Is it really closing? Is it certain that the license cannot get extended?  The closing agreement calls for closure in 2020 for Unit 2 and 2021 for Unit 3.  In case of an energy shortage or national emergency the plant may stay open an additional four years.  Most importantly – Entergy, owner of the plant, wants out.  They are shutting down Entergy Northeast as fast as they can.

Do the reactors at Indian Point still present a danger?  Yes, perhaps more as things wind down.  Entergy, owner of Indian Point was fined $140,000 for workers falsifying tests at Pilgrim. How likely are they to make expensive repairs at Indian Point when it is closing and they will not be able to get any return on their investment?

How will we get the power to replace Indian Point? Indian Point has already been replaced, that’s why it is going out of business. Their electricity is too expensive to compete.  A replacement process was started in 2012 by the PSC and what is on line now is adequate for the next five years. The New York Independent System Operator – planners and policemen to the New York State grid – see to that.  Also, you don’t need new generation.  Conservation and efficiency count!

Who’s in Charge Here?  Nominally, the NRC, NYS Department of Environmental Conservation, US Environmental Protection Agency, Department of Energy.  Regulations for all of these agencies vary and coordination will be difficult.  In reality the owner of the license exercises most control

What about reuse of the property? Not for a long while.  No one knows the extent of the contamination on the property.  It is a big problem that must be carefully and independently monitored before any kind of reuse. A Community and a New York State Task Force are looking into this: their chief concerns; property taxes, school district, real estate development and workforce issues. Massive deconstruction, dealing with contamination and storage of waste is all in the near future. How long this will take has not yet been determined.

What about the radioactive waste? The popular opinion about irradiated fuel rods – the highest level of highly radioactive waste – is simple. Make them go away! There is no place for them to go.  Yucca Mountain Nevada is the poster child for this.  It stands at the end of the San Andreas fault and Nevada does not want to be the nuclear dump for the country.  What about democracy or contamination of another community?  Is it fair to force high level radioactive waste on an unwilling community? What about our moral responsibility to maintain what was used here?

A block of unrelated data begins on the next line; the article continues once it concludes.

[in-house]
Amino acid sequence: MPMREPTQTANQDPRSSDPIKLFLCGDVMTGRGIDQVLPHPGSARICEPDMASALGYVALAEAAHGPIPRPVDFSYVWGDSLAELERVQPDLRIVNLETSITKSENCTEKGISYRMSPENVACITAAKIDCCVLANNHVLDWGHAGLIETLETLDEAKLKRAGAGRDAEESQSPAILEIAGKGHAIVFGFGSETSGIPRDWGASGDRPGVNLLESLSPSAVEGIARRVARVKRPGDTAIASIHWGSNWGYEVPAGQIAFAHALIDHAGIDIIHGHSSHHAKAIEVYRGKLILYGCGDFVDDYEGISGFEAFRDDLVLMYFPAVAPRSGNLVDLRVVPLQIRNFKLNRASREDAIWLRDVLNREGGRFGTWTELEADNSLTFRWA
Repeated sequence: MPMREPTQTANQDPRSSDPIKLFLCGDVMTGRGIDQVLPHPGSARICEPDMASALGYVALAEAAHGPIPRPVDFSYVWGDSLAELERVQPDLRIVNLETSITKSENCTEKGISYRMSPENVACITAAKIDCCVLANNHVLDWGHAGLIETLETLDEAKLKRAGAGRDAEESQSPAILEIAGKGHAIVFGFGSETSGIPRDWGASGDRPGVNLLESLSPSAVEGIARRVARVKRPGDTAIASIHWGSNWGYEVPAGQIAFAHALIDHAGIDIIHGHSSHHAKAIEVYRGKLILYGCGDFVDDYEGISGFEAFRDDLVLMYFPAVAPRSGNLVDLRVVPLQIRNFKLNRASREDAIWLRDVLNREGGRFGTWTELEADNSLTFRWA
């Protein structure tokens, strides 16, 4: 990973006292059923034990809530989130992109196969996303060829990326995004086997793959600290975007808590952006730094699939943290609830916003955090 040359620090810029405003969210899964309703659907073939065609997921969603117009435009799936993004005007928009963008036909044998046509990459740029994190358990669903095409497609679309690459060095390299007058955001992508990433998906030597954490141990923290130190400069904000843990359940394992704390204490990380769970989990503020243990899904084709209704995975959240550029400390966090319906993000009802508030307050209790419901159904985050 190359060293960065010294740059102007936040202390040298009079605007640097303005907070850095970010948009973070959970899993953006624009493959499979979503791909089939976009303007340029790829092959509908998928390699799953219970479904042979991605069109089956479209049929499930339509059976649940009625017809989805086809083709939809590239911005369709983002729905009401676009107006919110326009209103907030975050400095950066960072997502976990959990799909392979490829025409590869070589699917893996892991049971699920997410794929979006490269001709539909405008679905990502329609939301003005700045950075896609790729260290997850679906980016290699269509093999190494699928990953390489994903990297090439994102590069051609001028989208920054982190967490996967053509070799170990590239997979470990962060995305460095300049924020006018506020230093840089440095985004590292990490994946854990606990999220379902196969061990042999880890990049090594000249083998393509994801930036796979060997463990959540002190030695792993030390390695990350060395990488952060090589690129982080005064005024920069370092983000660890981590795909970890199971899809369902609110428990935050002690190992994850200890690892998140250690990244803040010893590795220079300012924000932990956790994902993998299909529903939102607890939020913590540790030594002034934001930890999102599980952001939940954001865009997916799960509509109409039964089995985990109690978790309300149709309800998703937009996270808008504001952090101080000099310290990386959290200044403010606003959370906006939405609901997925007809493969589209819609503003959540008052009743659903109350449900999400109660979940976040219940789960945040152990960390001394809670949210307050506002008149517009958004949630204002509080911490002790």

So what do we do with it? There is no good solution to high level nuclear waste.  The industry is looking at “interim” storage in New Mexico or Texas for a parking lot dump which means massive transportation through our cities and highways then park and forget about it OR reprocess, a nasty business. The best possible answer:  Hardened On Site Storage and a legislated Citizens Oversight Board.  Keep it where it is, store it above ground and monitor it for eternity or 240,000 years, the length of time it will be lethal.

It is the position of the Indian Point Safe Energy Coalition that high level radioactive waste must remain on site. It is part of the inheritance of our region and we are responsible to see that it is managed safely and isolated from people and the environment.  Transportation is too dangerous and it is immoral to contaminate another community with our waste. Fossil fuel and uranium must be left in the ground if we are to avoid catastrophic climate change.  As Amory Lovins says – renewables are variable but predictable. Our grid can work with that.  We must move toward conservation, efficiency, demand response, solar power, wind and other sources of green energy.  Join us in this effort for the benefit of our community!

To find out more about a Citizens Oversight Board visit our website at  Also visit the websites of our coalition partners Clearwater and Riverkeeper for additional information.  See The Joint Hearing of NY Assembly & Senate on closing Indian Point:  Some of the most knowledgeable people in the field of energy in New York testify about closing Indian Point in this video. It debunks the myth that any replacement power for Indian Point is needed. See also a video of a forum organized by Manna Jo Greene of Clearwater and others at  Visit The Environment TV at,  and search for Indian Point for videos of forums and discussions on decommissioning and a wide range of topics related to Indian Point.